Tolkien also started the trend of writing dwarfs as dwarves. By mistake.

Offline Hurin

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Re: Are there Goblins in Middle Earth?
« Reply #8 on: November 23, 2017, 11:21:04 AM »
Fascinating stuff! Thanks for the explanation OLF!
'Last of all, Húrin stood alone. Then he cast aside his shield, and wielded an axe two-handed'. --J.R.R. Tolkien

Offline rdanhenry

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Re: Are there Goblins in Middle Earth?
« Reply #9 on: November 25, 2017, 02:41:39 PM »
The C&T goblin is taken from George MacDonald's The Princess and the Goblin. In Tolkien, "goblin" is the same as "orc". The use in The Hobbit is a difference in tone compared to LOTR (that, and The Hobbit was originally unconnected with JRRT's main mythology except for borrowing some names). Orcs do come in a lot of different varieties, as is clearly seen the LOTR (the novel, if not the movies). In The Hobbit, the name "Orcrist" is translated as "Goblin-Cleaver", so while there might still be seen to be subtle shades of difference between "orc" and "goblin", they were essentially synonyms. The use of "goblins, hobgoblins, and orcs" no more shows them to be distinct races than a similar verbal flourish of "bandits, brigands, and highwaymen" indicates a fundamental distinction of three professions.

So, if you want a Middle-Earth "goblin", that's an orc (perhaps specifically one of the non-improved pre-Uruk-hai types, which would be a "lesser orc" in RM-terms). The C&T goblin is unrelated and not a Middle-Earth creature.
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Offline JakeM.

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Re: Are there Goblins in Middle Earth?
« Reply #10 on: November 26, 2017, 06:21:10 AM »
As long as my +25 orc slaying two handed sword bites goblins too, its all same to me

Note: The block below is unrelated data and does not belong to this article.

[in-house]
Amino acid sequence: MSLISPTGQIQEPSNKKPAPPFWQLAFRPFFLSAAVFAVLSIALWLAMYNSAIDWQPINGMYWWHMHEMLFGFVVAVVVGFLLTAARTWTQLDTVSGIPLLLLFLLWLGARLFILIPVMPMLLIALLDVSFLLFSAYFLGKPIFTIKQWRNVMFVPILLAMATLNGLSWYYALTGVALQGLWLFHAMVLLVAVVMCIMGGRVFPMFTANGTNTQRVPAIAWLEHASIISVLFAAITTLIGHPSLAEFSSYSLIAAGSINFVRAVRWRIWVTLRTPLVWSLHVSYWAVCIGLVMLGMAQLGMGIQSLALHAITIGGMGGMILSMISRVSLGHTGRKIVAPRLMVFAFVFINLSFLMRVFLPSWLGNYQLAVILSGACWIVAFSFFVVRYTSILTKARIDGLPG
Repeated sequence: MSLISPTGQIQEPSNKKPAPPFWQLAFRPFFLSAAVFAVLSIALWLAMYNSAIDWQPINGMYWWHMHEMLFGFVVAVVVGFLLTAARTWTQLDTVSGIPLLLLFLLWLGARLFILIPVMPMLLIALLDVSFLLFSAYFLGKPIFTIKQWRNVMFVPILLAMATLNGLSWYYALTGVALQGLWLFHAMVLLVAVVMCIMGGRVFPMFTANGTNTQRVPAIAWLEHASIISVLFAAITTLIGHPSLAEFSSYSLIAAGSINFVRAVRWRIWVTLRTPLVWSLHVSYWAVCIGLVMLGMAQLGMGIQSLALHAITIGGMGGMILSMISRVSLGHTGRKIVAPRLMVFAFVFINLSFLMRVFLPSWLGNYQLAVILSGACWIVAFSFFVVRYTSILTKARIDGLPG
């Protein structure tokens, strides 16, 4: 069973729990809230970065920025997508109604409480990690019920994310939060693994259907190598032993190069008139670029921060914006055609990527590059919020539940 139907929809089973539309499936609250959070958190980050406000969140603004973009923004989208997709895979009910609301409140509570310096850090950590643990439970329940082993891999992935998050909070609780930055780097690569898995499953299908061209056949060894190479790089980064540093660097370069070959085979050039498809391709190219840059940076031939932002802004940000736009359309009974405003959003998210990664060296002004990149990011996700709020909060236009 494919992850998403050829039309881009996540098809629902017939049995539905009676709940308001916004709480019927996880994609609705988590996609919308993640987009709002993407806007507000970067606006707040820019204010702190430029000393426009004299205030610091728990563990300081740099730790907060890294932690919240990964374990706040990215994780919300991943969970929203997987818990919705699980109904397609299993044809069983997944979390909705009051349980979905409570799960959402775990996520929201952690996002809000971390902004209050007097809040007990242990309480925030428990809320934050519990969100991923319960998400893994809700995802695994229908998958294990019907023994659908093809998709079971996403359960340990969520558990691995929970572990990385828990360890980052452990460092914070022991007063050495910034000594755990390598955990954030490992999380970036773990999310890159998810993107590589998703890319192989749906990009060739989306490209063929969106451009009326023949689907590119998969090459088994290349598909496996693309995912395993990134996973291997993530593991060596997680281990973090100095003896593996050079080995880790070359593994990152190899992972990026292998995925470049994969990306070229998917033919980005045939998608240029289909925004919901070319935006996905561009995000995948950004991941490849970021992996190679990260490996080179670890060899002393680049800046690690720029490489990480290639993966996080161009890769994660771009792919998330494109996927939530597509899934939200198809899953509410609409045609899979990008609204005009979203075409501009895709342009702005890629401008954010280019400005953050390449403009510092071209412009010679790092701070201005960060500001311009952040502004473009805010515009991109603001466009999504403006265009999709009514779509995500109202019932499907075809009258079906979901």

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Offline Doridian

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Re: Are there Goblins in Middle Earth?
« Reply #11 on: November 27, 2017, 05:05:41 AM »
Wow!
Thank you a lot. For a non-English speaking person all of your considerations are really useful. It seems then that in the common English (American, British, etc.) use of the word, Goblin is indeed a synonym of Orc. Then in "technical" environments (say Fantasy games) they have accrued more distinctive traits.
In the end I'll stuck to rdanhenry advice.
Thank you again.  :)

Offline TerryTee

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Re: Are there Goblins in Middle Earth?
« Reply #12 on: November 29, 2017, 04:52:46 AM »
It seems then that in the common English (American, British, etc.) use of the word, Goblin is indeed a synonym of Orc. Then in "technical" environments (say Fantasy games) they have accrued more distinctive traits.
Not quite. The word Goblin has existed in the English language for a long, and used to describe creatures in the European Folklore. The word Orc is new, and perhaps invented by Tolkien. A person who has never read fantasy books (or played rpg games or seen fantasy movies) would probably have a notion of what a goblin is but would not understand the word orc.
https://en.wikipedia.org/wiki/Goblin
https://en.wikipedia.org/wiki/Orc

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Offline rdanhenry

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Re: Are there Goblins in Middle Earth?
« Reply #13 on: November 30, 2017, 01:59:52 PM »
Orc is not a new word, it is a very old word, going back at least to Latin, but it had gone out of modern use until Tolkien revived it. Mind you, his orcs are as different as his elves from the original use of the name.
https://en.wiktionary.org/wiki/orc
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Offline TerryTee

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Re: Are there Goblins in Middle Earth?
« Reply #14 on: December 04, 2017, 02:49:28 AM »
Orc is not a new word, it is a very old word, going back at least to Latin, but it had gone out of modern use until Tolkien revived it.
I stand corrected. Seems like Tolkien picked up the word from Beowulf, where it is simply listed as a monster (along With elves, mind you...  ;)  )